Quick Summary: realizing this is a long article, for those not interested in the details, after years of using Norton (Symantec) products, I’ve moved away from Norton 360 and over to two other Internet Security products for my home and work computers: Bitdefender Internet Security and Kaspersky Internet Security.
I mention two programs here because I do like both, and for testing purposes, have installed Bitdefender on 3 of my computers and Kaspersky on 2 others.
You can CLICK HERE to visit my Amazon Store and see the latest Kaspersky and Bitdefender pricing.
Finally, not to ignore FREE Anti-virus programs, I also have AVG FREE AntiVirus and Bitdefender AntiVirus Free Edition on two other computers. I’ve used AVG Free for a number of years without problems, and for the past year, Bitdefender Free, also with good results.
HOWEVER, I do have some good Internet safety info in the article… so perhaps you should continue reading!!!
This past year, Symantec (the makers of Norton products) quietly released two new Internet security programs (Norton Security and Norton Security with Backup) and at that same time, “ended the life” of it’s two mainstream security products, Norton 360 and Norton Internet Security.
What’s really strange about all this is how “quietly” it happened. No big announcements, not even a news story… nothing.
Then, in early October of 2015, Symantec announced that it was breaking up the company into two separate companies, one focused on security and the other on information management. (CLICK HERE to read their news release on the breakup).
And to make matters even MORE mysterious, especially for “consumers” who use their Norton products, if you visited the Symantec web site it was actually difficult to find information about the Norton products! It actually took me a couple minutes of clicking on links to finally find the Norton page showing their new Norton Security Standard, Deluxe, and Premium (that includes backup).
What Symantec had done is create a a new web site just for the Norton products (www.norton.com)… further separating the Norton brand from the name Symantec.
Wow… this was really interesting!!!
So what was going on?
My Own History with Norton Products
I’ve personally used Norton Anti-Virus products off and on since the late 1980’s (yes, that’s 80’s), even before Symantec took Norton over from the guy who started it all, Peter Norton (who I actually got to meet at a California programming conference).
I say “off and on” because about 15 years ago, in the late 1990’s after seeing it slow my computers down, I dropped Norton Anti-Virus and switched to other protection solutions for a few years, while Symantec re-tooled Norton and then re-released it as a brand new, top-rated security solution in the early 2000’s.
I picked it back up in about 2004, and had been using it ever since.
And as I originally wrote this in early November, 2014, all the computers in my household were using Norton 360, and I was pretty happy with how the product was working.
But then, as I’ve already mentioned, the big change came with the dropping of Norton 360, the Symantec company changing it’s focus, and the release of the new Norton Security products.
It was for all these reasons that I decided to re-evaluate the Internet Security options and make a personal change.
Now, if you are still a Norton 360 user, before you panic, please read on…
Norton 360 will keep working
First of all, if you are a user of Norton 360 or another Symantec product, you are still protected and there’s no need to panic.
“End of Life” for Norton 360 means that Symantec will no longer be selling the product, or updating the core program components. But what they WILL still continue doing is releasing new “virus definition updates” for Norton 360… at least as long as you pay for the yearly subscription.
So your Norton 360 program is NOT going to stop working.
However, when your virus definition subscription runs out, you’ll still have to renew it with Symantec if you want to continue using Norton 360.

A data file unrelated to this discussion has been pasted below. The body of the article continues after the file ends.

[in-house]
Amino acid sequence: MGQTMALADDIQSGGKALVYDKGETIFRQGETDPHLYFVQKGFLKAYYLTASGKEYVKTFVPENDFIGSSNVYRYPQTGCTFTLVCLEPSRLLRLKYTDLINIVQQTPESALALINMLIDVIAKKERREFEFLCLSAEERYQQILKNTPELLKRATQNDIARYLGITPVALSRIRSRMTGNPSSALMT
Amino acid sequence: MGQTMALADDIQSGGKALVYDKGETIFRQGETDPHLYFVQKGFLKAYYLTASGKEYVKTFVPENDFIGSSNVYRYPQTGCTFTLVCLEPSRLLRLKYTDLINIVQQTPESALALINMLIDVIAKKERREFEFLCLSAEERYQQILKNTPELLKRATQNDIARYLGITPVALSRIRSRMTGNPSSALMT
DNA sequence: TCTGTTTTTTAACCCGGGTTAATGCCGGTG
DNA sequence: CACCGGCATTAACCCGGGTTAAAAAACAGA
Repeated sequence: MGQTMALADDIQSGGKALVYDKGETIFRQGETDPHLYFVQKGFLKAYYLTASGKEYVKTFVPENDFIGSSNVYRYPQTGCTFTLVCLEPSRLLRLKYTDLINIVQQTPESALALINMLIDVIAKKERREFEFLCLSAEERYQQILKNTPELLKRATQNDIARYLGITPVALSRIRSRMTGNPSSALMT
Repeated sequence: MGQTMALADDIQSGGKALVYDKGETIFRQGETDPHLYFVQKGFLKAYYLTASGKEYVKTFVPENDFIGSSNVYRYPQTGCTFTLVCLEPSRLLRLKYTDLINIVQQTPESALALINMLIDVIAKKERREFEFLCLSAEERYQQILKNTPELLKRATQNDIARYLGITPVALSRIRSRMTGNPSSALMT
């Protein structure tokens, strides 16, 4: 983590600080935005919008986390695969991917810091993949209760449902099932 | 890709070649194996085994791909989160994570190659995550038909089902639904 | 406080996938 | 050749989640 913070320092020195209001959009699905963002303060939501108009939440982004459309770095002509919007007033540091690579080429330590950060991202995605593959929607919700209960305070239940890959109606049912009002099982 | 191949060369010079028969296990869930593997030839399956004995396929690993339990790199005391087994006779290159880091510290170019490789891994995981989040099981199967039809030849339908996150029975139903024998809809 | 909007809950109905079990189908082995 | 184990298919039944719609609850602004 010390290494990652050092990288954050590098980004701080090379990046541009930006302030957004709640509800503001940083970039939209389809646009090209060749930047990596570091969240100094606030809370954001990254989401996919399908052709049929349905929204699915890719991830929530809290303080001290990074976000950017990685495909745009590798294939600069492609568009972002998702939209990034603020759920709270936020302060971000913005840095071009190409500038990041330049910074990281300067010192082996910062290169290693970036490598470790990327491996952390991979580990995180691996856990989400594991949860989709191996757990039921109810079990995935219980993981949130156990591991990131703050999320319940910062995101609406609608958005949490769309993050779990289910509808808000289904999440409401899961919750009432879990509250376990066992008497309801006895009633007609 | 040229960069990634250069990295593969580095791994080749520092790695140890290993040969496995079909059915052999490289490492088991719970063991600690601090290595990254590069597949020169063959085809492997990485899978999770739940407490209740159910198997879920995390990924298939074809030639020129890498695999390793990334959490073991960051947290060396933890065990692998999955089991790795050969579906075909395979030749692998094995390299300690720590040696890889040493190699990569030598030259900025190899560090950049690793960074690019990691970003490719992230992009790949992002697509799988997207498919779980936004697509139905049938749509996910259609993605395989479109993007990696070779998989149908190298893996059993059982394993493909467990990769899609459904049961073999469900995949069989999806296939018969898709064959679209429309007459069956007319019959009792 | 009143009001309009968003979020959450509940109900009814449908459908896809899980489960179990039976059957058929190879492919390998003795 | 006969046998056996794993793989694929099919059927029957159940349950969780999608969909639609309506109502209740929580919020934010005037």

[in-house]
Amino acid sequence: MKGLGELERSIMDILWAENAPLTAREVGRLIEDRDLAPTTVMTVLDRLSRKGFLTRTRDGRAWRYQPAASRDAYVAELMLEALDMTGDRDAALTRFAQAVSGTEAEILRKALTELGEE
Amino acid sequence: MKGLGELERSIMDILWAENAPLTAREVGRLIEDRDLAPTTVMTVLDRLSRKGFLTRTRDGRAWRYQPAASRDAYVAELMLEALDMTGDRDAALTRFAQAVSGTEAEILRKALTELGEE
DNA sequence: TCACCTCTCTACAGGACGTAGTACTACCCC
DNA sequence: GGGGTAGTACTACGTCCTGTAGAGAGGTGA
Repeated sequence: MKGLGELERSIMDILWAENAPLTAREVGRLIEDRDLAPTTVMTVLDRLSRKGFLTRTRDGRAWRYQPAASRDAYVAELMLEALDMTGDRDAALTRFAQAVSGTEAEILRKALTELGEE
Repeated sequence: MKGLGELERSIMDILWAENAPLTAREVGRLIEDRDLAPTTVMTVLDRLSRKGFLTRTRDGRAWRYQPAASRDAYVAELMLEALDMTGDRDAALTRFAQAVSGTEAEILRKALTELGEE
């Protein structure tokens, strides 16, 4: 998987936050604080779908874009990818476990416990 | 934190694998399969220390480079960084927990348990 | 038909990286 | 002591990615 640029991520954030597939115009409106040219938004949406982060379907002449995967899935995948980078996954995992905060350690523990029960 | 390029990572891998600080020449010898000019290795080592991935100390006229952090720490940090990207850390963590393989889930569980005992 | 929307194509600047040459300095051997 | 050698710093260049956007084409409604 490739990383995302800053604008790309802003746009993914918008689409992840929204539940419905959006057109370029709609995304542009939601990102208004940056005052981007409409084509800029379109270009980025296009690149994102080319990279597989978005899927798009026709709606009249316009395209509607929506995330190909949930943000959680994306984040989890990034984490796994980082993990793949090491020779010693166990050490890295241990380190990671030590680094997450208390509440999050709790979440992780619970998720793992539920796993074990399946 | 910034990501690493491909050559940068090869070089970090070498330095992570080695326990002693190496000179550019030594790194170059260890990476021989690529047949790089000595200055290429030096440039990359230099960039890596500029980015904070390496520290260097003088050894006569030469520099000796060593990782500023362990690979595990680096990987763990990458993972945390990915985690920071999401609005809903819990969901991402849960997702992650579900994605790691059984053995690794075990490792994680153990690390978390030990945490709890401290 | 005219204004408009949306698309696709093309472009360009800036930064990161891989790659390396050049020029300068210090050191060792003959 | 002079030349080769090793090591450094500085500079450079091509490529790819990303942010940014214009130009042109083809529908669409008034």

And should you do that? Hmm… read on….
Should I Continue Using Norton 360?
As I just said, Norton 360 will keep working as long as the definitions are updated, and at least for now (as of February, 2016), Symantec continues to offer yearly subscription renewals for Norton 360.
But what should you do come renewal time? Should you pay the renewal fee and keep using Norton 360?
Honestly, I don’t think you should.
First, renewing subscriptions directly with Symantec (versus just purchasing a new version at the local store when it goes on sale) is pricey.
Although it’s almost impossible to check what the Norton 360 renewal subscription price is without having Norton 360 on your computer, I checked the subscription renewal prices before I uninstalled Norton 360 last year, and here is what I found…
- Norton 360 Premier Edition – 2 year renewal for up to 3 PC’s – $154.99
- Norton 360 Premier Edition – 1 year renewal for up to 3 PC’s – $79.99
Those prices may now be lower (in 2016), but even so, considering that I can purchase an entirely new Internet security product from someone else for as little as $29.00, that’s a lot of money for one year of just getting definition updates!
Second, no longer getting updated “core components” bothers me, especially since protection technology is always improving as new security threats appear.
So again, in my humble opinion… it might be time for you to move on to something else when your subscription is up.
That’s what I’m going to do.
Should I get the new Norton product?
In 2015, when the “first versions” of the new “Norton Security” products were released, most of the reviews on the product were less than stellar. After being on top of the “Top Anti-Virus” lists for many years, Norton products suddenly dropped down to where many other products, including Kaspersky and Bitdefender, were far above them.
Then with the release of Norton Security Standard, Deluxe, and Premium for 2016, the reviews are starting to get better. And as I update this article in February of 2016, PC Advisor in the UK has even put it at the top of their list (although many other sites still have them pretty low).
But when all is said and done, I’m still not personally convinced that it’s time to return to Norton.
It’s really bothers me that Symantec seems to really be de-emphasizing it’s commercial products, and changing it’s focus from consumer products to the business and enterprise world.
[NOTE: One example of how Symantec seems to be moving away from directly working with consumers like you and I is the case where local vendors (who will go nameless) are “partnering” with Symantec to offer security solutions using Symantec Endpoint Protection (CLICK HERE to read about the product on Symantec.com).]